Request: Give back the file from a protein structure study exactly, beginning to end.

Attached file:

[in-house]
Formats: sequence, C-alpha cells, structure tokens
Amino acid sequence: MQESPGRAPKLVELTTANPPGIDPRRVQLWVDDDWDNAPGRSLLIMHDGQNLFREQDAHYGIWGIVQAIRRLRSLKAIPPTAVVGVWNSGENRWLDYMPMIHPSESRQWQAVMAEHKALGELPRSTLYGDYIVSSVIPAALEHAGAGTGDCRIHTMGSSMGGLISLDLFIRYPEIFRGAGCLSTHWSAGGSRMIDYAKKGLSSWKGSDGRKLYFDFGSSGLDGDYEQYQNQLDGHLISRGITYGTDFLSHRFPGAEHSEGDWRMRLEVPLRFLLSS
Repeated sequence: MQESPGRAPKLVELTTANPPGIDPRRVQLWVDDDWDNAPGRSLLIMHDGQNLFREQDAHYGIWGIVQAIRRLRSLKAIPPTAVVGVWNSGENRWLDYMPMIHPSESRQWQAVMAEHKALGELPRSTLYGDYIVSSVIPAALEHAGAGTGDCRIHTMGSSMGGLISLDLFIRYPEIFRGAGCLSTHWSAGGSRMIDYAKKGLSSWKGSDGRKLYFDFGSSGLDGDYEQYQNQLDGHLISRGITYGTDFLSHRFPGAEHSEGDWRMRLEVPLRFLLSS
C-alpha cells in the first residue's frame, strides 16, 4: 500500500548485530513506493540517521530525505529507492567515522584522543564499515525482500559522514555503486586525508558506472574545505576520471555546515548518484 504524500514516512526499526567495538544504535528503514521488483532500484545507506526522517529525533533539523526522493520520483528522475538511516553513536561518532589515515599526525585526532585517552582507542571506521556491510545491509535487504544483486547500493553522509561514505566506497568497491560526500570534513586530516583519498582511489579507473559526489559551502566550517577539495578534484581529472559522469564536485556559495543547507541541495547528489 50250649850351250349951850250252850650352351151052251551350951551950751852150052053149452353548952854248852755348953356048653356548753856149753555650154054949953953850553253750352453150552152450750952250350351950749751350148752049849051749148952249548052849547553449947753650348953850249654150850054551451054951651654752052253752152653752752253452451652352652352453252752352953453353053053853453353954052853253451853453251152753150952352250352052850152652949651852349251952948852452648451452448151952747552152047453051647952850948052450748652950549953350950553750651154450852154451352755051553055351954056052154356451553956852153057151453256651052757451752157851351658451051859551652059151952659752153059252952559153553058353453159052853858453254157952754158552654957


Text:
[in-house]
Formats: sequence, C-alpha cells, structure tokens
Amino acid sequence: MQESPGRAPKLVELTTANPPGIDPRRVQLWVDDDWDNAPGRSLLIMHDGQNLFREQDAHYGIWGIVQAIRRLRSLKAIPPTAVVGVWNSGENRWLDYMPMIHPSESRQWQAVMAEHKALGELPRSTLYGDYIVSSVIPAALEHAGAGTGDCRIHTMGSSMGGLISLDLFIRYPEIFRGAGCLSTHWSAGGSRMIDYAKKGLSSWKGSDGRKLYFDFGSSGLDGDYEQYQNQLDGHLISRGITYGTDFLSHRFPGAEHSEGDWRMRLEVPLRFLLSS
Repeated sequence: MQESPGRAPKLVELTTANPPGIDPRRVQLWVDDDWDNAPGRSLLIMHDGQNLFREQDAHYGIWGIVQAIRRLRSLKAIPPTAVVGVWNSGENRWLDYMPMIHPSESRQWQAVMAEHKALGELPRSTLYGDYIVSSVIPAALEHAGAGTGDCRIHTMGSSMGGLISLDLFIRYPEIFRGAGCLSTHWSAGGSRMIDYAKKGLSSWKGSDGRKLYFDFGSSGLDGDYEQYQNQLDGHLISRGITYGTDFLSHRFPGAEHSEGDWRMRLEVPLRFLLSS
C-alpha cells in the first residue's frame, strides 16, 4: 500500500548485530513506493540517521530525505529507492567515522584522543564499515525482500559522514555503486586525508558506472574545505576520471555546515548518484 504524500514516512526499526567495538544504535528503514521488483532500484545507506526522517529525533533539523526522493520520483528522475538511516553513536561518532589515515599526525585526532585517552582507542571506521556491510545491509535487504544483486547500493553522509561514505566506497568497491560526500570534513586530516583519498582511489579507473559526489559551502566550517577539495578534484581529472559522469564536485556559495543547507541541495547528489 50250649850351250349951850250252850650352351151052251551350951551950751852150052053149452353548952854248852755348953356048653356548753856149753555650154054949953953850553253750352453150552152450750952250350351950749751350148752049849051749148952249548052849547553449947753650348953850249654150850054551451054951651654752052253752152653752752253452451652352652352453252752352953453353053053853453353954052853253451853453251152753150952352250352052850152652949651852349251952948852452648451452448151952747552152047453051647952850948052450748652950549953350950553750651154450852154451352755051553055351954056052154356451553956852153057151453256651052757451752157851351658451051859551652059151952659752153059252952559153553058353453159052853858453254157952754158552654957